Ram: I guess every religion has a problem of evil. Why is there evil in the world if God is omniscient, omnibenevolent and omnipotent? Christianity also deals with this problem by on the one hand demoting God -- by giving him an equal and opposite number, Satan as he's depicted in the story of Job -- , or on the other hand, making some evil necessary for giving man a choice, a choice for which he may be rewarded or punished. It's all part of God's overall plan which is for the greater good of humanity.

Kedar: If God has a plan, I don't see how man has a choice. So much for free will in Christianity. Also in the dream interpretation of Hinduism, characters in a dream don't have free will. They only seem to the dreamer to have it.

Ram: This is getting close to the contingency vs. determinism dialogue I want us to have at some point so let's skirt that for now.

Sushama: I think Christianity's second answer is not tenable. Not all evil is necessary for giving humans a chance to exercise free will. Natural disasters kill untold innocents. Does that fit into God's overall plan for the greater good of humanity?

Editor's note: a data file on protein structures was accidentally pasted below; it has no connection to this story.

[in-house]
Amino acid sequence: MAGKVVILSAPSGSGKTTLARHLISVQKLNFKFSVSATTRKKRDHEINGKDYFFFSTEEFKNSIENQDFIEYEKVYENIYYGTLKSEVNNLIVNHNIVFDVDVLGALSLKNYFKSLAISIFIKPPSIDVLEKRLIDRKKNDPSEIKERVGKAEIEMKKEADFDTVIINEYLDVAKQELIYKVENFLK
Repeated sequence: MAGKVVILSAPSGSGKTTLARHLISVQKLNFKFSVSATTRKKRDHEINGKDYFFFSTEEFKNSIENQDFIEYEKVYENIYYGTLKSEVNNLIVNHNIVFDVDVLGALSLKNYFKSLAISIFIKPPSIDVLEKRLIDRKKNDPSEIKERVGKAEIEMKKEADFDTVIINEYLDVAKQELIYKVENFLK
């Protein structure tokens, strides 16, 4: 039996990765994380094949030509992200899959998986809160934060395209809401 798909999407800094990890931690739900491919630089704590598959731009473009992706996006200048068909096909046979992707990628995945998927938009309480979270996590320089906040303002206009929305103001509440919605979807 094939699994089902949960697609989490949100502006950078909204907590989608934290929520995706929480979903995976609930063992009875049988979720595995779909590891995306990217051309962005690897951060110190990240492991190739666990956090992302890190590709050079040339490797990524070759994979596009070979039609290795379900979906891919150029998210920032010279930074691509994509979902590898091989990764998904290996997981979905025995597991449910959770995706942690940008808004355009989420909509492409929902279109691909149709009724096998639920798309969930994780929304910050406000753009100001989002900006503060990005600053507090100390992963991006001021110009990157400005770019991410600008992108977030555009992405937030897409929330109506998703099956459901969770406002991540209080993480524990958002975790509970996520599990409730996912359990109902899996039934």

Ram: Yeah Christianity does try to salvage the free-will apology for evil by its doctrine of original sin so that nobody is really innocent. But for me the only true answer that Christianity can give is a less than omnipotent God. God himself admits as much when he says to Job, 'Where wast thou when I laid the foundations of the earth?' This question greatly diminishes man's power in relation to God but it also hints at God's limitations: God is kind of saying, 'Do you know what I had to deal with?'